It’s back! GWAR, Me, and the On-rushing Grip of Death continues down GWAR’s memory lane. In this episode GWAR’s offered a record contract from Road Runner, but are they interested? Plus details on this year’s GWAR-B-Q
I’m finally getting back to battlespeed after some well-spent time off–well spent lolling on my couch, sitting on the porch, and then retiring to my bedchamber after an exhausting day. Occasionally I would rise from my torpor, fire off a few nasty tweets, and then go back to sleep. But were we completely idle? HELL YES I was, while other people did all the work. And when I finally reappeared from behind a pile of garbage, amidst an explosion of smelly socks and dusted rocks, they told me about THIS! Check out the latest dispatch from the bowels of the Slave Pit, your source of underground debauchery for over 25 years!
After months of paperwork, hoop-jumping, and making the appropriate sacrifices, today the Slave Pit is pleased to announce that the GWAR-B-Q is 100% completely legal, confirmed, and set for August 18th at Hadad’s Lake–the location we had planned on using last year. As you may recall, last year’s GWAR-B-Q was switched from Hadad’s to the National Theater because of problems getting the correct permits. Even though the event was still completely awesome most people seemed to agree that, generally speaking, GWAR-B-Q’s should be held outdoors.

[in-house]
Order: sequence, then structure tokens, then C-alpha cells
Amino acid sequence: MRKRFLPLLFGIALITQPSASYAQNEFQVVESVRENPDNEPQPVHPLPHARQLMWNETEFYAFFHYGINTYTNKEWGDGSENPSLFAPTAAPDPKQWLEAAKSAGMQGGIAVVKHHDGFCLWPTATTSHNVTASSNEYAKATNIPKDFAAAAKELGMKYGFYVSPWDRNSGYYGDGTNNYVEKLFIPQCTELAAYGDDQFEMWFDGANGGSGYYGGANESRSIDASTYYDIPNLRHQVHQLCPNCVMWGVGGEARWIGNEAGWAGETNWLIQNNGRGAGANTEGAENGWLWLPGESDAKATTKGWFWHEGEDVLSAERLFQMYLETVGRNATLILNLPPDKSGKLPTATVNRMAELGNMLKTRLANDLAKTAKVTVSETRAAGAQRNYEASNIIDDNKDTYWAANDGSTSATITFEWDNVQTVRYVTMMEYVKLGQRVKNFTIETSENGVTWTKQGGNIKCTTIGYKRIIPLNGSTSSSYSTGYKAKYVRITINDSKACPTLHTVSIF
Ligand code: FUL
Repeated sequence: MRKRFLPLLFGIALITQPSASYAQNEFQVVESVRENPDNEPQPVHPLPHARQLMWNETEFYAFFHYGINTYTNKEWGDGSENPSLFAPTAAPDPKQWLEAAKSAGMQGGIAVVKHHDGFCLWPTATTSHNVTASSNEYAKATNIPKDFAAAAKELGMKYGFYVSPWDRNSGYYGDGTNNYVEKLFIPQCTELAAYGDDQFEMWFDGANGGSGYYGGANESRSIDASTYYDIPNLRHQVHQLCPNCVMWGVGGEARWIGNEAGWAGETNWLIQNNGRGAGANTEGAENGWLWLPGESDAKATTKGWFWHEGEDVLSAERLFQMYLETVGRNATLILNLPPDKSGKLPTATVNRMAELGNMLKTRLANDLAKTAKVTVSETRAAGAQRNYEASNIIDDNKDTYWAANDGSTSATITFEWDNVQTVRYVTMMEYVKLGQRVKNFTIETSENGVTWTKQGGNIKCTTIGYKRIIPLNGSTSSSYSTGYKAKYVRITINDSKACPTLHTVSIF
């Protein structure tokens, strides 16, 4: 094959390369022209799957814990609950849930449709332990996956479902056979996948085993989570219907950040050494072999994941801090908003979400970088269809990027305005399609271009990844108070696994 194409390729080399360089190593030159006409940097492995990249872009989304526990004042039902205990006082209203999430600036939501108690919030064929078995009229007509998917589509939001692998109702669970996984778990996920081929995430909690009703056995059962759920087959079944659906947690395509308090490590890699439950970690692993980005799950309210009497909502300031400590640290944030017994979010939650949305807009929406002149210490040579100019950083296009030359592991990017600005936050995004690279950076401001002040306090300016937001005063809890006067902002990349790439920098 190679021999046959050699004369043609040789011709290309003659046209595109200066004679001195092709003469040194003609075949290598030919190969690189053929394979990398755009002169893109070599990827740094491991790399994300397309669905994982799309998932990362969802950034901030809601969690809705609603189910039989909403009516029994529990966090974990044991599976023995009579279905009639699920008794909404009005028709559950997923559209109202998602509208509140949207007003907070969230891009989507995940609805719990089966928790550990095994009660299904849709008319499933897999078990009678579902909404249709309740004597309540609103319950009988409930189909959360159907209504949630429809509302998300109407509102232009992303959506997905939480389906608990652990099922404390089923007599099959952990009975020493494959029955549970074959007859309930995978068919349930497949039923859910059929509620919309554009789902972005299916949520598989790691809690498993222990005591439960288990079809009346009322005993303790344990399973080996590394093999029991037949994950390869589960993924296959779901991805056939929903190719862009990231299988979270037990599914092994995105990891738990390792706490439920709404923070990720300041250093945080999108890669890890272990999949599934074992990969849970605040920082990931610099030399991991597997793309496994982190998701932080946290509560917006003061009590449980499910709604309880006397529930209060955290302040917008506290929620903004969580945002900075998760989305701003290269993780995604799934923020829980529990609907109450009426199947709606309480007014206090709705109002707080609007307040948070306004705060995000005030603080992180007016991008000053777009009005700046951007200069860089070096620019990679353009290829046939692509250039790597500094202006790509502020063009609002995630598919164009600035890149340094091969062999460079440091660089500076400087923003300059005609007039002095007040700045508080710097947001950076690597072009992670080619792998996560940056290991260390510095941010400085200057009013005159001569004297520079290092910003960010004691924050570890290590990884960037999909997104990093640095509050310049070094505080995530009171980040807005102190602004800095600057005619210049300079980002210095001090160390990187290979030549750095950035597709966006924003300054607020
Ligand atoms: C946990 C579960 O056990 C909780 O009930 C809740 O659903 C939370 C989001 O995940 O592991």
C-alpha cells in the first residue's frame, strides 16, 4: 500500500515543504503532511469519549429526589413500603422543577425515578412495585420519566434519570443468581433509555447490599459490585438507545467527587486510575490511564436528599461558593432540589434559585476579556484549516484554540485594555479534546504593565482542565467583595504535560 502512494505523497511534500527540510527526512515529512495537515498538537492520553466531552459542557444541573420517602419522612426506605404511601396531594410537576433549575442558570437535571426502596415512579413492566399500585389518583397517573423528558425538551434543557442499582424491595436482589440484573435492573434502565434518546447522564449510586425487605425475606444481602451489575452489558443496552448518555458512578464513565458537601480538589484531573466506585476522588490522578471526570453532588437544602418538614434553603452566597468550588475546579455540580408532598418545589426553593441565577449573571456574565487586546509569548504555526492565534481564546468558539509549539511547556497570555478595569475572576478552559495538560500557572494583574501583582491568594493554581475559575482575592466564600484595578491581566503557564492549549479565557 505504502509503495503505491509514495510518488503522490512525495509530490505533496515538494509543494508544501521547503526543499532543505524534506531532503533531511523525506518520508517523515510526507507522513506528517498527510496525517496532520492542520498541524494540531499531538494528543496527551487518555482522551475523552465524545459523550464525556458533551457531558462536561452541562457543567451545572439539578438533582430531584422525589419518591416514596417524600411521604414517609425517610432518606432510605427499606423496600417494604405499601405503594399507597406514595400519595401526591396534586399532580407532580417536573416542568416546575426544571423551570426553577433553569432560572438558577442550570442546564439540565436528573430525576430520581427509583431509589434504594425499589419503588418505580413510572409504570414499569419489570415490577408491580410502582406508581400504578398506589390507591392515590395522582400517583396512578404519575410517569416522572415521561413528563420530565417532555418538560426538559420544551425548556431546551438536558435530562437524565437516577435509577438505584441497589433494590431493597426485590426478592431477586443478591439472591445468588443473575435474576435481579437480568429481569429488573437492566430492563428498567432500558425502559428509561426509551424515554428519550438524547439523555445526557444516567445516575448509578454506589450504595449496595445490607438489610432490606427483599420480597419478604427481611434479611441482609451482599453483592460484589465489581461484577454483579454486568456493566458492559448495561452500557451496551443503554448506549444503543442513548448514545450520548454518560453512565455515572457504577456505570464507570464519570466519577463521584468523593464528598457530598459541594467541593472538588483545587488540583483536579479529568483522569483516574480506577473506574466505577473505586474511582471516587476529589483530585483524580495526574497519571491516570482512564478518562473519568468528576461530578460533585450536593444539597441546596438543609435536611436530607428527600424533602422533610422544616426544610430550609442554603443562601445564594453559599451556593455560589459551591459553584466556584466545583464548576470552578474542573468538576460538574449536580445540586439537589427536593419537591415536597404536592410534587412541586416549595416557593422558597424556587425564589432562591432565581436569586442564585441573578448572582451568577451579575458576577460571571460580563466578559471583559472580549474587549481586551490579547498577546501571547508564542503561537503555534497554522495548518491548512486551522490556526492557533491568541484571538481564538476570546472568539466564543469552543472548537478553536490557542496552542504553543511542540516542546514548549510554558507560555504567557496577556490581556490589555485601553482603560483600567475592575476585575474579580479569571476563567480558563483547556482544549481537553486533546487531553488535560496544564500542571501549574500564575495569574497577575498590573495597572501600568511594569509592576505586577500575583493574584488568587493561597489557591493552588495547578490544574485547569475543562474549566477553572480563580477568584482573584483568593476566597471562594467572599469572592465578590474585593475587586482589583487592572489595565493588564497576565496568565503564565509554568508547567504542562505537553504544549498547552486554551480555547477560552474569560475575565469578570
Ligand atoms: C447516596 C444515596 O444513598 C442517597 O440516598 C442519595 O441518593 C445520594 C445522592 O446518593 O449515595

“All the proper arrangements have been made in triplicate and the proper demonic sponsorships attained,” said GWAR spokes-thing Oderus Urungus. “It’s going to be a stinking hot, beer, and beef-smeared metallic murderfest of unprecedented debauchery…the most splat-tac-cular GWAR-B-Q!”
This marks the third consecutive year for the growing festival, and like last year, GWAR will headline the event. As Best Friends Day, the hugely popular Richmond music fest, is taking this summer off, the GWAR-B-Q is set to be the hugest heavy music event of the Richmond summer scene. Bands will be spread across two stages and feature such acts as The Casualties, GHOUL, Valient Thorr, Occultist, Lionize, Highness, Antietam 1862, MUTWAWA, and Black Naked Wings.
There will also be Spew-O-Lympics, numerous food vendors, endless streams of golden nectar, pools to cool your fevered sunburn, and much much more, including the return of the Sexecutioner to the GWAR stage for the first time in twelve years. Sexy has completed a lengthy sabbatical beneath the catacombs of Paris with his good friend, Prince Ray Pierre, better known as “Frenchy” the demon of France. His return to the rock stage provides the promise of attaining unprecedented levels of naughtiness.
Added Oderus, “I can’t tell you how ecstatic I am to once again be engaging in acts of necro-bestial delight with my old buddy, The Sexecutioner. Well actually, I can. I am ecstatic I am to once again be engaging in acts of necro-bestial delight with my old buddy, The Sexecutioner.”
Some of the proceeds from the event will go to benefit Richmond’s Ring Dog Rescue.
And there you have it! So let’s get back to the real reason I am here…and bust into the latest installment of…
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GWAR, Me, and the On-rushing Grip of Death